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Sawney Bean, That's Me
I was a little apprehensive about watching my latest anime, Attack on Titan, because I assumed from the title that it would be a space drama involving war with a moon of Saturn, and that's not generally my bag. Even when I realised that the Titans were actually anthropophagic giants from a mediaevalesque alternative Europe I wasn't that reassured. Indeed, even having watched the series on DVD I still find the title misleading. Why isn't it called Attack on the Titans, since there are hundreds of the buggers - or even Attack of the Titans, since they're the ones who generally seem to be on the offensive? The Japanese title, Shingeki no Kyojin (Advancing Giants) doesn't clarify matters much, either.

Anyway, no matter. It's an excellent series, with some great action animation (our heroes move about using steampunk Spiderman gear that makes no sense but is lovely to watch), stirring music, a complex world, heroism and intrigue, interesting characters, and truly creepy monsters. The Titans are as stupid as they are stupendous, and chomp you up with silly grins on their faces - an unsettling way to go. There's an unusually high death count amongst characters that you've come to know and like, and humanity loses more often than it wins, which sounds depressing but somehow inspires instead - a neat trick.

Anyway, here's a question. At one point two of the Titans get captured, and are nicknamed Sawney and Bean by the humans (these are their names in Japanese too). It took me a moment to locate Sawney Bean in my memory banks, then I remembered that I'd come across him in the 1970s on a visit to the London Dungeon, depicted in a gory diorama eating unwary passers-by in his cave in sixteenth-century Scotland, along with his cannibal kin. So the names are appropriate, but I wouldn't have said his was a household name, certainly south of the border. Could he be more famous in Japan, for some reason? Did the makers of Attack on Titan expect people to get the reference? Is the world full of Sawney Bean conversations that I somehow happen to miss?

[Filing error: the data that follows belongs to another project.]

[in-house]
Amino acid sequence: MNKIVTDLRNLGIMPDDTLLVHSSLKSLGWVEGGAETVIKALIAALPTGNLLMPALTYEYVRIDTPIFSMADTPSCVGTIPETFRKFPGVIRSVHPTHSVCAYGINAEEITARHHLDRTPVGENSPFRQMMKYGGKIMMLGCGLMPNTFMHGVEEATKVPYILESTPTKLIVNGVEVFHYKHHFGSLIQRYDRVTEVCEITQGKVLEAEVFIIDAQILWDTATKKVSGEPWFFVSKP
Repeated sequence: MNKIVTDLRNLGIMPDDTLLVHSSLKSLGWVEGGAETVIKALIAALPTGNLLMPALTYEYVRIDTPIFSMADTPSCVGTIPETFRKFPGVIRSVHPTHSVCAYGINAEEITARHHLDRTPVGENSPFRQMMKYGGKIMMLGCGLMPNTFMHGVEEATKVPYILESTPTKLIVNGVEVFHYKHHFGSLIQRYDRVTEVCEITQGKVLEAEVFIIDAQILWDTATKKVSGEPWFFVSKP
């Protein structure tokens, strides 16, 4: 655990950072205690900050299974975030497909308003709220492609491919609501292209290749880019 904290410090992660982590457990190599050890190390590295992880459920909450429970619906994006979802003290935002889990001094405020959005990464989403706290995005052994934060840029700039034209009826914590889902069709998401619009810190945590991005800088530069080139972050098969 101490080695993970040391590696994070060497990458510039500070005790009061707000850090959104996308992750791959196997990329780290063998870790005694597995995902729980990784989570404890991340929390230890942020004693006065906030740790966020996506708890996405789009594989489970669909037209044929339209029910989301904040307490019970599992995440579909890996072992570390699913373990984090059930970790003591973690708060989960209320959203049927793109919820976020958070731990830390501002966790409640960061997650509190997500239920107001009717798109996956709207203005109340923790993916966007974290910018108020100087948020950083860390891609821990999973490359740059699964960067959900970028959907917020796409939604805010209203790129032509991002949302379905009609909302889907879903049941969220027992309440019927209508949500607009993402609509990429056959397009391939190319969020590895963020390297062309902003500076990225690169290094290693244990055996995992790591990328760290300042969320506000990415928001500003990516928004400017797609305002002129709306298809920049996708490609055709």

Just how famous is Sawney Bean?

Never heard of Sawney Bean!

I am over here in the USA. I had heard of him, but only in some obscure library book. Pretty sure he is not much known. Also was he real?

Edited at 2014-03-25 12:50 am (UTC)

Semi-mythical at best. Note how the date shifts from "15th- or 16th-century" to James VI & I.

Nine

Never heard of him. But there is a strain of Anglophilia and general British-Isles-knowledge in Japanese pop culture which pops up in very odd places sometimes. *can think of five separate manga/anime set in London without pausing for breath*

Ooh, I'd love to see an anime set in London! Are there any you'd recommend?

ROD the TV!!! Although it's not the London we know and it's only towards the end. In a way, it's the quintessential anime London, though.

*quickly googles* I see it's a sequel - can you say whether I'd need to have seen the earlier stories first? (I'm happy to do that, if they're good.)

It's not essential, but the British Library is heavily involved in the first thingie (which is quite different from the second, but shares universe and some characters) so you might want to anyway.

Thanks! I've just finished my current series (obviously) so I was wondering what to watch next...

I have to admit, this is one of my favourite of all animes. Let me know your thoughts? For I'm curious.

Will do!

I am entertained to note that the anime you are being recced below is both one I have seen and one that did not come up in my initial London-anime brainscan.

I am fond of Victorian Romance Emma (no relation to Jane Austen) for comedic slice-of-life, and Hellsing (both series) for violent crack-with-vampires horror-action. (The first Hellsing anime is more action/procedural and the second more horror-- one of those cases where there were two adaptations of a manga which was still in progress when they started filming, so the first anime departs from the manga in many particulars. Both will give you a Japanese attempt at a Scottish accent. Both have better dubs than usual because they hired actors with the correct accents.)

Edited at 2014-03-25 09:05 am (UTC)

Thank you - they will go on my list!

And there is this actor guy with a name that would be familiar enough to trigger a joke by someone who knew the folklore.

I hadn't thought of that! But yes.

I recognized it and thought it was a nicely obscure reference. I assume it's also obscure in Japan.

Sawney Bean? In an anime? Gosh.

Nine

Can Christie-Cleek be far behind?

Just how famous is Sawney Bean?

Funny you should ask.

(I have no idea, because I knew about Sawney Bean from sometime in middle school onward, reinforced by Harlan Ellison's "She's a Young Thing and Cannot Leave Her Mother" in high school. I do not feel I am a useful benchmark here.)

My nephew-by-marriage has written an (unsold) screenplay about Sawney Bean.

Interesting! I see there is a film called Sawney: Flesh of Man from 2012, which updates the story - perhaps that put the kybosh on it?

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